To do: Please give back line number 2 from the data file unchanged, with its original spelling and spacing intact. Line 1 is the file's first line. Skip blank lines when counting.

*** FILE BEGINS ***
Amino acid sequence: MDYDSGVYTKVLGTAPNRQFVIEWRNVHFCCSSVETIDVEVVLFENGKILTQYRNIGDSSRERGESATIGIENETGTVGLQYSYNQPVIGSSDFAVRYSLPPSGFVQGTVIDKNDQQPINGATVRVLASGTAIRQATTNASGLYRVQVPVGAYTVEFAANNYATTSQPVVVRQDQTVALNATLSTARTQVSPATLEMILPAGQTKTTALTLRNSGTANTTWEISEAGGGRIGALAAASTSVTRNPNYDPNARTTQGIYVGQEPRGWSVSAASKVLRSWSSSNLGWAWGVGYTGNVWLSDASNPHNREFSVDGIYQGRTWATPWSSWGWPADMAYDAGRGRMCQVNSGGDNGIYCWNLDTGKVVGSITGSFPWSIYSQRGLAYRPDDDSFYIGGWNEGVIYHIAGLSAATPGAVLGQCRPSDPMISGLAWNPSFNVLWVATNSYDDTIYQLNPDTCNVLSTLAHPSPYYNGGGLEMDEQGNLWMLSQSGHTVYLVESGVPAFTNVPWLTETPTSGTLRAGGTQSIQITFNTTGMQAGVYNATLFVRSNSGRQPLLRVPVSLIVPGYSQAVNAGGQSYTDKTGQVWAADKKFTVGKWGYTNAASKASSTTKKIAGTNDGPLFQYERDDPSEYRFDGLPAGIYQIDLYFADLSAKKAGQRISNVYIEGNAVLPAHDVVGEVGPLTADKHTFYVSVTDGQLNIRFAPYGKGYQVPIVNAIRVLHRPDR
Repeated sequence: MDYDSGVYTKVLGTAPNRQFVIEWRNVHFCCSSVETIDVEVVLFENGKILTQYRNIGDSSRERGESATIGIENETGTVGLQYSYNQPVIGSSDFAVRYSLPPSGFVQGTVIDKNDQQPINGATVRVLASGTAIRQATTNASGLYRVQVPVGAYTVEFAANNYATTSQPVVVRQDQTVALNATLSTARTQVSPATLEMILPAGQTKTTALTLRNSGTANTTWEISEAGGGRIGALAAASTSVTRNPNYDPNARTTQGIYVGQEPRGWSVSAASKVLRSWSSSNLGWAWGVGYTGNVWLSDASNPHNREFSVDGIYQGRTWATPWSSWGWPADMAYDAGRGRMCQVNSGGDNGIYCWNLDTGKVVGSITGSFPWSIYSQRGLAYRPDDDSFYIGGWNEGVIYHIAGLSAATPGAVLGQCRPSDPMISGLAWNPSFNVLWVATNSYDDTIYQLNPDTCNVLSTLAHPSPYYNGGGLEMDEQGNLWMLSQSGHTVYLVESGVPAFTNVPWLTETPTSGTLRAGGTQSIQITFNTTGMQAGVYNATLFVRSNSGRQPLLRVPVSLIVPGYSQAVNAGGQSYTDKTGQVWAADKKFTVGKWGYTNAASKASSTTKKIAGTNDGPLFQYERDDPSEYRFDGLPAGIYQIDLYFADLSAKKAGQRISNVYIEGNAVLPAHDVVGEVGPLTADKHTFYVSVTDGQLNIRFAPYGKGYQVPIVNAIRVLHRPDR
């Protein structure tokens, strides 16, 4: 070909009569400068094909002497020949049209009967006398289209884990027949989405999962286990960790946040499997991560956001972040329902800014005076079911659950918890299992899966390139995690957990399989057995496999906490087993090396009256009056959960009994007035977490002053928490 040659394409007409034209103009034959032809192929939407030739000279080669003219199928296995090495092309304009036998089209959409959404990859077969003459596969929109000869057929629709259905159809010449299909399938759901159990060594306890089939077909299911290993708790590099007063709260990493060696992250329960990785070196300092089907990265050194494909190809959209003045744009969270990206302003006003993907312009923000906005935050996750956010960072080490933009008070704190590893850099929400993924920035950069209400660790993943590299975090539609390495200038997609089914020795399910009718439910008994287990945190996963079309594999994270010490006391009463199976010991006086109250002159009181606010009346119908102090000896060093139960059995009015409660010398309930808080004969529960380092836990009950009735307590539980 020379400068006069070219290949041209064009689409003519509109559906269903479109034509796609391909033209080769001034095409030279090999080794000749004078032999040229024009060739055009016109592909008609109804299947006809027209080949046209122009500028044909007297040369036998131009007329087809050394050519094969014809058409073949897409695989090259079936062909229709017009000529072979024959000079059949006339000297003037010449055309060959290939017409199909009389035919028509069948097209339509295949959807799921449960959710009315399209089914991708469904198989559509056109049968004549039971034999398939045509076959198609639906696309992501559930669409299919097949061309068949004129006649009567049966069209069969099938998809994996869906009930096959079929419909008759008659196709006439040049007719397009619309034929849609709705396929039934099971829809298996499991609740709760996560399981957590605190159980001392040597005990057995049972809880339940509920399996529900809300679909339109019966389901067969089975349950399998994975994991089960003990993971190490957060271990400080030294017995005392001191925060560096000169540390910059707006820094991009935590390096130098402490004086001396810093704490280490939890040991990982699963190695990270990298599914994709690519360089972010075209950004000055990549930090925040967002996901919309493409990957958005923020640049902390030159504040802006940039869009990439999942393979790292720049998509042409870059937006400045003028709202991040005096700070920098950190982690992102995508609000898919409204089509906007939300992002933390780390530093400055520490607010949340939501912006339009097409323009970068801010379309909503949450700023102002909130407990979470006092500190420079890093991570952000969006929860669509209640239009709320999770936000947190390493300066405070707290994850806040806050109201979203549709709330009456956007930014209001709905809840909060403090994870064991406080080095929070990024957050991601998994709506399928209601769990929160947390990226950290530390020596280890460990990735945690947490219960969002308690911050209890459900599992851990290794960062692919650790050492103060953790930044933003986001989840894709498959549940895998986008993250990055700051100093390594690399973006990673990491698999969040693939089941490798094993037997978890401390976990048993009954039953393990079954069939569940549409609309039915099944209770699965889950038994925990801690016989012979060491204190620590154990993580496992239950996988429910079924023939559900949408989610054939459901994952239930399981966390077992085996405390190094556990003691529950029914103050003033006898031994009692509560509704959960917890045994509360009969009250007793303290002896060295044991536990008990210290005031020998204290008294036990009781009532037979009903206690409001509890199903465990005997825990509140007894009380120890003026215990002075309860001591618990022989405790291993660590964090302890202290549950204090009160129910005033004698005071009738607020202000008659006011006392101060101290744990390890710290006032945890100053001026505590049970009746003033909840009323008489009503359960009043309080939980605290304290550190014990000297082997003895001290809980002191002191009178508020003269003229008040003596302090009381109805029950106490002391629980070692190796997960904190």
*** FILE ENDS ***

Repeated sequence: MDYDSGVYTKVLGTAPNRQFVIEWRNVHFCCSSVETIDVEVVLFENGKILTQYRNIGDSSRERGESATIGIENETGTVGLQYSYNQPVIGSSDFAVRYSLPPSGFVQGTVIDKNDQQPINGATVRVLASGTAIRQATTNASGLYRVQVPVGAYTVEFAANNYATTSQPVVVRQDQTVALNATLSTARTQVSPATLEMILPAGQTKTTALTLRNSGTANTTWEISEAGGGRIGALAAASTSVTRNPNYDPNARTTQGIYVGQEPRGWSVSAASKVLRSWSSSNLGWAWGVGYTGNVWLSDASNPHNREFSVDGIYQGRTWATPWSSWGWPADMAYDAGRGRMCQVNSGGDNGIYCWNLDTGKVVGSITGSFPWSIYSQRGLAYRPDDDSFYIGGWNEGVIYHIAGLSAATPGAVLGQCRPSDPMISGLAWNPSFNVLWVATNSYDDTIYQLNPDTCNVLSTLAHPSPYYNGGGLEMDEQGNLWMLSQSGHTVYLVESGVPAFTNVPWLTETPTSGTLRAGGTQSIQITFNTTGMQAGVYNATLFVRSNSGRQPLLRVPVSLIVPGYSQAVNAGGQSYTDKTGQVWAADKKFTVGKWGYTNAASKASSTTKKIAGTNDGPLFQYERDDPSEYRFDGLPAGIYQIDLYFADLSAKKAGQRISNVYIEGNAVLPAHDVVGEVGPLTADKHTFYVSVTDGQLNIRFAPYGKGYQVPIVNAIRVLHRPDR